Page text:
What does 'AAA' mean for games?

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What does 'AAA' mean for games?

Postposted on Wed Mar 06, 2013 4:06 pm

Geoff Gasior wrote:And that's with the benefit of more than three times the number of compatible games, including AAA releases like Civilization V, Borderlands 2, and Left 4 Dead 2.



What defines a game as being 'AAA'? I take it to be part of a scale as in Baseball, where you have the Major Leagues (The Big Time -- big players, big money, big fame) and then you have the semi-professional farm clubs, the highest of which being AAA, where the players are good but not necessarily up to ML standards. That's why it surprises me that Geoff refers to Civ5 as a 'AAA release'. Isn't Civilization one of the oldest and greatest game series, and Sid Meier one of the most respected game developers? How can Civ5 be considered anything but one of the biggest-time games on the market?
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Re: What does 'AAA' mean for games?

Postposted on Wed Mar 06, 2013 4:13 pm

"AAA" games are the big budget blockbusters that the big houses try to publish.

Indie games generally refer to the small 1-5 person studios who are small in scope..

There is a new term for the old-school developers that are kick-starting various titles. They are bigger and much better funded than indie studios, and sometimes even big budget games, but are generally controlled by devs and are looking to try something different.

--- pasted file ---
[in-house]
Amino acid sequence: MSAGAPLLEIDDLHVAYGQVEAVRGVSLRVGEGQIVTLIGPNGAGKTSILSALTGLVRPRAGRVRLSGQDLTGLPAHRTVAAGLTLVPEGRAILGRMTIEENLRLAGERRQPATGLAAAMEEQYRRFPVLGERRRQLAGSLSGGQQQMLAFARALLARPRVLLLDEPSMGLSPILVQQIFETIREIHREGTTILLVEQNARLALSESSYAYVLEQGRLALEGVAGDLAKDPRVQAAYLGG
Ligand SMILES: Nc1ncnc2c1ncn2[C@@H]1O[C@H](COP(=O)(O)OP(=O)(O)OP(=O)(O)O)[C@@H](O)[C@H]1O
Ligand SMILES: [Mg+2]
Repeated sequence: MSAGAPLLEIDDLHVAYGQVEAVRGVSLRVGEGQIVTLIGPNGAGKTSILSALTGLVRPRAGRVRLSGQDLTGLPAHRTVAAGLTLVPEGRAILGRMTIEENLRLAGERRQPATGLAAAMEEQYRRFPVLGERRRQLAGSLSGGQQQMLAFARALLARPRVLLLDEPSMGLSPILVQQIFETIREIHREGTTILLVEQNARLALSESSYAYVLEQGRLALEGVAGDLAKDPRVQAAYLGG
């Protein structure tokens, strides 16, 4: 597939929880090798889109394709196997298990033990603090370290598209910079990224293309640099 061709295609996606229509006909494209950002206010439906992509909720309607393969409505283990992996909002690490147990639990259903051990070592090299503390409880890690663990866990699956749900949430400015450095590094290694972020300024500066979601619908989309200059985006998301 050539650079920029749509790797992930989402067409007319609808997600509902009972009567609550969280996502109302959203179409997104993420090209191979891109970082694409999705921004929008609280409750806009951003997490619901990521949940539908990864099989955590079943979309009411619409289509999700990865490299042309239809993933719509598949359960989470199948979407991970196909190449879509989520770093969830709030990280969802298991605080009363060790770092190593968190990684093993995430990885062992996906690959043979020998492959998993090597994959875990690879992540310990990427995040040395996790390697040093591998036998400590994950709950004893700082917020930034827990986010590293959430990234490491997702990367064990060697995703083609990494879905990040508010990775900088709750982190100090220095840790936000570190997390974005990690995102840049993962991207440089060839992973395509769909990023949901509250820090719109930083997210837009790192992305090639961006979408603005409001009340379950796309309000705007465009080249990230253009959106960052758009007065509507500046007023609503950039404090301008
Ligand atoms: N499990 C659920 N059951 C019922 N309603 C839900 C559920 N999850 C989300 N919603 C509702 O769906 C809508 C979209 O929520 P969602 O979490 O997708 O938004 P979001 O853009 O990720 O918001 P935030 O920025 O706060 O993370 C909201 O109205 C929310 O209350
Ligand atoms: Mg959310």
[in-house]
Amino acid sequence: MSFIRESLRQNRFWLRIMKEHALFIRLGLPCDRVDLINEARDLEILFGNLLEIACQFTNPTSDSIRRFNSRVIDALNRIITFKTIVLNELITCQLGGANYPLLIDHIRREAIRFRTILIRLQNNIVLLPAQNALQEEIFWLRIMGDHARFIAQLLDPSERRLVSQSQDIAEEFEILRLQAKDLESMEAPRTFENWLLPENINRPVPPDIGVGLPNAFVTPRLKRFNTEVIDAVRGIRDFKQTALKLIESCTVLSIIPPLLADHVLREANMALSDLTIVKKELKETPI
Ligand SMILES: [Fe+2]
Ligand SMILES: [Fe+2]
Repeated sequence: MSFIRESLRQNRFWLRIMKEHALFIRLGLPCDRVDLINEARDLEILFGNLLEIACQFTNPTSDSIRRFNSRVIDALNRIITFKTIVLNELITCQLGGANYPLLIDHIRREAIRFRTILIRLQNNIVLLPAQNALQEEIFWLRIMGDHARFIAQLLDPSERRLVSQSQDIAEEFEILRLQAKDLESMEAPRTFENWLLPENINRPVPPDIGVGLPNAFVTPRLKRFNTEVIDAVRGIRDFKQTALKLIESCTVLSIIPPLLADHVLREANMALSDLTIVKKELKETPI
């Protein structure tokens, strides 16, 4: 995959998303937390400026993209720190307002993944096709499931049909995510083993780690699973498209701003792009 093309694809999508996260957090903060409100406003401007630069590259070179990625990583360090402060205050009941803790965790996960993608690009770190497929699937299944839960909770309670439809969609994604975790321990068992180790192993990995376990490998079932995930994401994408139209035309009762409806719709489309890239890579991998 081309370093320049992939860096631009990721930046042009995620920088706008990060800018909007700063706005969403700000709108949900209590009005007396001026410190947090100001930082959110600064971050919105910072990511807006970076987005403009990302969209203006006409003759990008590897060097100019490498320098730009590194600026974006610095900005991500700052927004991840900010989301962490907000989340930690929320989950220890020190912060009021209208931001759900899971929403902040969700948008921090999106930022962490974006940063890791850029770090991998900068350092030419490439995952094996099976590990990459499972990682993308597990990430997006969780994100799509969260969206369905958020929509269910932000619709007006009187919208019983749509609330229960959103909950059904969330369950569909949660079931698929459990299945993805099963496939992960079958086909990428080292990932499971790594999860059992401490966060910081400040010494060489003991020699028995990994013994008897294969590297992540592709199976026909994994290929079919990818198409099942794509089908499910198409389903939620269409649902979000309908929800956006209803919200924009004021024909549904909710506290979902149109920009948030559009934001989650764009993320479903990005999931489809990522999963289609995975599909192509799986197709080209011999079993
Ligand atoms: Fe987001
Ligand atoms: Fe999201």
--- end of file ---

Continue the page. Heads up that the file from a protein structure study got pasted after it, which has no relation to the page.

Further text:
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Re: What does 'AAA' mean for games?

Postposted on Wed Mar 06, 2013 4:26 pm

With respect to your baseball analogy, it isn't the greatest of terms. For our purposes, AAA basically means full resources. Lots of cash backs a AAA game to get it polished and to market, normally on a tight schedule. Cash is from major publishers, which is why you see lots of pressure on AAA franchises.

But again, it still isn't a great term because the oposite side of the spectrum is "indie," which means no publisher cash. These games aren't as polished in terms of fancy visuals, and these developers usually resort to alternative means to get cash (like crowdfunding). It can even mean full release of a game in alpha and beta stages (like Minecraft). These games are NOT in a "finished" state when people are playing them.

The result? We're labeling games based on how much is invested in them and not how enjoyable they are (or even how well they sell/are played).
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Re: What does 'AAA' mean for games?

Postposted on Wed Mar 06, 2013 4:33 pm

FireGryphon wrote:What defines a game as being 'AAA'? I take it to be part of a scale as in Baseball, where you have the Major Leagues (The Big Time -- big players, big money, big fame) and then you have the semi-professional farm clubs, the highest of which being AAA, where the players are good but not necessarily up to ML standards. That's why it surprises me that Geoff refers to Civ5 as a 'AAA release'. Isn't Civilization one of the oldest and greatest game series, and Sid Meier one of the most respected game developers? How can Civ5 be considered anything but one of the biggest-time games on the market?


The term 'AAA' in gaming is derived from its level of financing and not its level of craftsmanship or performance. Bond ratings such as S&P and Moody's use AAA (or Aaa in Moody's case, but not Fitch's) to denote the highest level of quality of a bond.

Quality in both of these cases, gaming and finance, referring to the level of confidence in the security of the investment.

The investors are very happy to hear you confuse the Wall Street term 'AAA' with the quality of the gaming experience rather than the likelihood of their assured profits.
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